The internet is still a dangerous place

Nick FitzGerald, Senior Research Fellow, ESET. By Ng Chong Seng

Portrait of Tammy Strobel

Nick FitzGerald, Senior Research Fellow, ESET. By Ng Chong Seng.

If you want a really, really secure computer, you’ve (got) to lock it up.
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What are some dangers of the internet that you see today?

The biggest threat is still malware, which inflicts harm in so many different ways. And of course, cybercrimes like identity theft, which unfortunately is something consumers don’t have a lot of control over. For example, the information that you give when you sign up on a website; you’ve no control how well the company will take care of that data. Even for countries that have internet laws, there are difficulties enforcing them outside of their borders.

Cybercriminals are getting smarter each day. Did anything catch your eye recently?

Ransomware is getting popular. Something that we think will be interesting is the Jigsaw ransomware on Windows. Like other ransomware it locks up or encrypts your files until you pay up, but the difference is the Jigsaw authors are much more aggressive. For example, Jigsaw will randomly delete a file if you don’t pay up in the first hour, and this number scales up every hour. And if Jigsaw detects you’ve restarted the PC to stop it, it’ll delete 1,000 files. We assume the Jigsaw creators are doing this because they think victims are more likely to pay up when they are put under increasing stress.

With so many new malware created each day, can security companies actually keep up?

I can’t speak for other companies, but I believe ESET can. Take ransomware for example, I’m confident our products are able to detect most of the new variants and block them before they get a chance to inflict any damage. One problem that we see is some users turning their internet security software’s advanced features off, features that are crucial for detecting these malicious software quickly. So a properly configured system is important, too.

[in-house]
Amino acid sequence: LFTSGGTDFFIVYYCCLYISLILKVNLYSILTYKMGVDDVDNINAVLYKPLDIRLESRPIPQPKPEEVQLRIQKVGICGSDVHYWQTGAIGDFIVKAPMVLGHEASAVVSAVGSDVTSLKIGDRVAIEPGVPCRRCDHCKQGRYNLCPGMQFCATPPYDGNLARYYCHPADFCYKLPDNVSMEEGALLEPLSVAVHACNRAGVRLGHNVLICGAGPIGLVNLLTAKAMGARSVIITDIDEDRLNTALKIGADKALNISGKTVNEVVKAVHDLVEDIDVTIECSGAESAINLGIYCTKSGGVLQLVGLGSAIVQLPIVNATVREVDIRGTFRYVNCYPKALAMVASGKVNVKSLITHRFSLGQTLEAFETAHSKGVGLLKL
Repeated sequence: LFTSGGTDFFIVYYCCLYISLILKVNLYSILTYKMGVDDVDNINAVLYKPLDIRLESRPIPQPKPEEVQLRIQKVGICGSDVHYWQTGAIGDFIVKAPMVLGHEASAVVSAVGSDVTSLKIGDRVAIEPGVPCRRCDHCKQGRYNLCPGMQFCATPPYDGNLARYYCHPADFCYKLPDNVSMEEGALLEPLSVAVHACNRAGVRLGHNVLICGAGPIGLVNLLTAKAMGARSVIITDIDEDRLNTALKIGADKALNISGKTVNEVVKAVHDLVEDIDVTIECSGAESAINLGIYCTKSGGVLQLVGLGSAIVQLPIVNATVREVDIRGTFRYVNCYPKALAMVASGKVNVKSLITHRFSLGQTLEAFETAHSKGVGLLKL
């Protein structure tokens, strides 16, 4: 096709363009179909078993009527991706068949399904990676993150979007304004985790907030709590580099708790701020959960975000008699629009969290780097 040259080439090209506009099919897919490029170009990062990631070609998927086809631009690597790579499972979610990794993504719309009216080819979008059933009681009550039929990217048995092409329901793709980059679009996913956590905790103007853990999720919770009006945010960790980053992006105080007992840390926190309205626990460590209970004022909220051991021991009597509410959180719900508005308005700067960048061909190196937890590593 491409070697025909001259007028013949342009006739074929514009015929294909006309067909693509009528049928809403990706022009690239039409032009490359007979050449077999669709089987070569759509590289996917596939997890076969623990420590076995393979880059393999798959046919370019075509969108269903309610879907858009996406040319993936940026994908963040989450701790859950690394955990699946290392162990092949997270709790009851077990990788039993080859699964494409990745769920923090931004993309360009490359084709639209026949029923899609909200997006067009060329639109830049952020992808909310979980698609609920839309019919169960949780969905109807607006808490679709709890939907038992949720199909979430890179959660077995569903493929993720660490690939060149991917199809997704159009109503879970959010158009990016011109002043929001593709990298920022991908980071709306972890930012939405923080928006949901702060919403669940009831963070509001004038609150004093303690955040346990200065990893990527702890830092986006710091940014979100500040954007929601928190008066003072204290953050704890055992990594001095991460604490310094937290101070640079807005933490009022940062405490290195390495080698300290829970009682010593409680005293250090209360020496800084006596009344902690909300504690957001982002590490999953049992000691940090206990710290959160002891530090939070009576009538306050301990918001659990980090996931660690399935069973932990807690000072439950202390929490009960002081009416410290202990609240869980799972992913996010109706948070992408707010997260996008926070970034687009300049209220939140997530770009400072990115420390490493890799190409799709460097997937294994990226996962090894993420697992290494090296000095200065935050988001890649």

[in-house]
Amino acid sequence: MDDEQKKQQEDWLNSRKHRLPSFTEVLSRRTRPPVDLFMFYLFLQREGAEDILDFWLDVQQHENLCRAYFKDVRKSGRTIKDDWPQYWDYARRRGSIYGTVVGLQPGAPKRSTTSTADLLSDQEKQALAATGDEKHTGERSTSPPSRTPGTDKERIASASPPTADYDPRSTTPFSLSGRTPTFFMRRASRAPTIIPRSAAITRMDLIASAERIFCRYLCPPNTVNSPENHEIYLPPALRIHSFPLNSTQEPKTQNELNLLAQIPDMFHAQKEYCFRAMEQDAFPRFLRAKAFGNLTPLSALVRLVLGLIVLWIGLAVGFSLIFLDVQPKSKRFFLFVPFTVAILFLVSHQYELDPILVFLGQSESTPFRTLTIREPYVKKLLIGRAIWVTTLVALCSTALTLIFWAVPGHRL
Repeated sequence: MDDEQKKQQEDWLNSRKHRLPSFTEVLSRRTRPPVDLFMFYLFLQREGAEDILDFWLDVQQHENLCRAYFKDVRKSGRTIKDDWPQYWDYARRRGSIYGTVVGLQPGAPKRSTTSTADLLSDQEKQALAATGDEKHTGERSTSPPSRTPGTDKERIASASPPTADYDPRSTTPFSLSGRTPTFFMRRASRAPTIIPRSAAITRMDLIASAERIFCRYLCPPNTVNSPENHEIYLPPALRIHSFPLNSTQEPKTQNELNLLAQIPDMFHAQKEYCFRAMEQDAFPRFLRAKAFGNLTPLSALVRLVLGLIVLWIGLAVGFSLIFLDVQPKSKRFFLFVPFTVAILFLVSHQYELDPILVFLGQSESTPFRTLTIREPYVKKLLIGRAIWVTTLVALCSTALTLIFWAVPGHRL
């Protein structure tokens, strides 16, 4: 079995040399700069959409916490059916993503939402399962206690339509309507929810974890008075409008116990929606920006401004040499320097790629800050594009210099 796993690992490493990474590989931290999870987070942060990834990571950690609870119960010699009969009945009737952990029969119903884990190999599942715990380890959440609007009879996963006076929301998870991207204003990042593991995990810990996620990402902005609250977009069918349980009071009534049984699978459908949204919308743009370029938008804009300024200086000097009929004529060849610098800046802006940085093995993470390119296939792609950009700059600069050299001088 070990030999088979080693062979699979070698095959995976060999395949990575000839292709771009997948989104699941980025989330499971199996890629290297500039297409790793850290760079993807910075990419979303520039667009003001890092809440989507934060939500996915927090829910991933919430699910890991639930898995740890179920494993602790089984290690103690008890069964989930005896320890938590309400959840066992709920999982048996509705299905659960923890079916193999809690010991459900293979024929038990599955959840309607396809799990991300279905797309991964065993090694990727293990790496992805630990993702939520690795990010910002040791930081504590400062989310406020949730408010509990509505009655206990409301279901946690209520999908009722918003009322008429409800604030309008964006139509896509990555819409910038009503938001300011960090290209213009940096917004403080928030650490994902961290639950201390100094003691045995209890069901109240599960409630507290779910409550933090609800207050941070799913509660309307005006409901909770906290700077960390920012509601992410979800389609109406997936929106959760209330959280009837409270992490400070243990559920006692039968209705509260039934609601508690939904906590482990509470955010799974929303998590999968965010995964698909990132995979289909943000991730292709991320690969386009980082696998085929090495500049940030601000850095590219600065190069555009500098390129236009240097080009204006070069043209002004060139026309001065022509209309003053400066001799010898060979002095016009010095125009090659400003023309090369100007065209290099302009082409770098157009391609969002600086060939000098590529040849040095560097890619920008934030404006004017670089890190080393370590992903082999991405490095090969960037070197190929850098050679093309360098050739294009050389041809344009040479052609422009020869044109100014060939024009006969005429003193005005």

Do you suppose it’s because many people still believe that antivirus software will make their PC run slower?

I’ve heard of such concerns. But for ESET’s products, I’m confident most of our advanced features have minimal impact on system performance. The reason we allow users to turn certain features off is because some of them have a higher chance of producing false positives. For advanced users who know what they’re doing, these toggles allow them to fix that quickly. Instead of turning off advanced features forever in the hope to improve performance, users can turn on Gamer mode to temporarily hold off the more resource-intensive tasks. The flipside to that is this may present an opportunity for malware that’s lurking in the background to strike.

Besides installing security software and applying good judgement when on the internet, what other advice do you have for our readers?

It’s good to regularly back up your data, preferably to an offline storage location. You can use backup software with a USB storage device, a network-attached storage device, or even cloud storage, but make sure you really disconnect them once you’ve done the backup. That’s because the list of file types and file extensions that malware are targeting is also getting longer each day.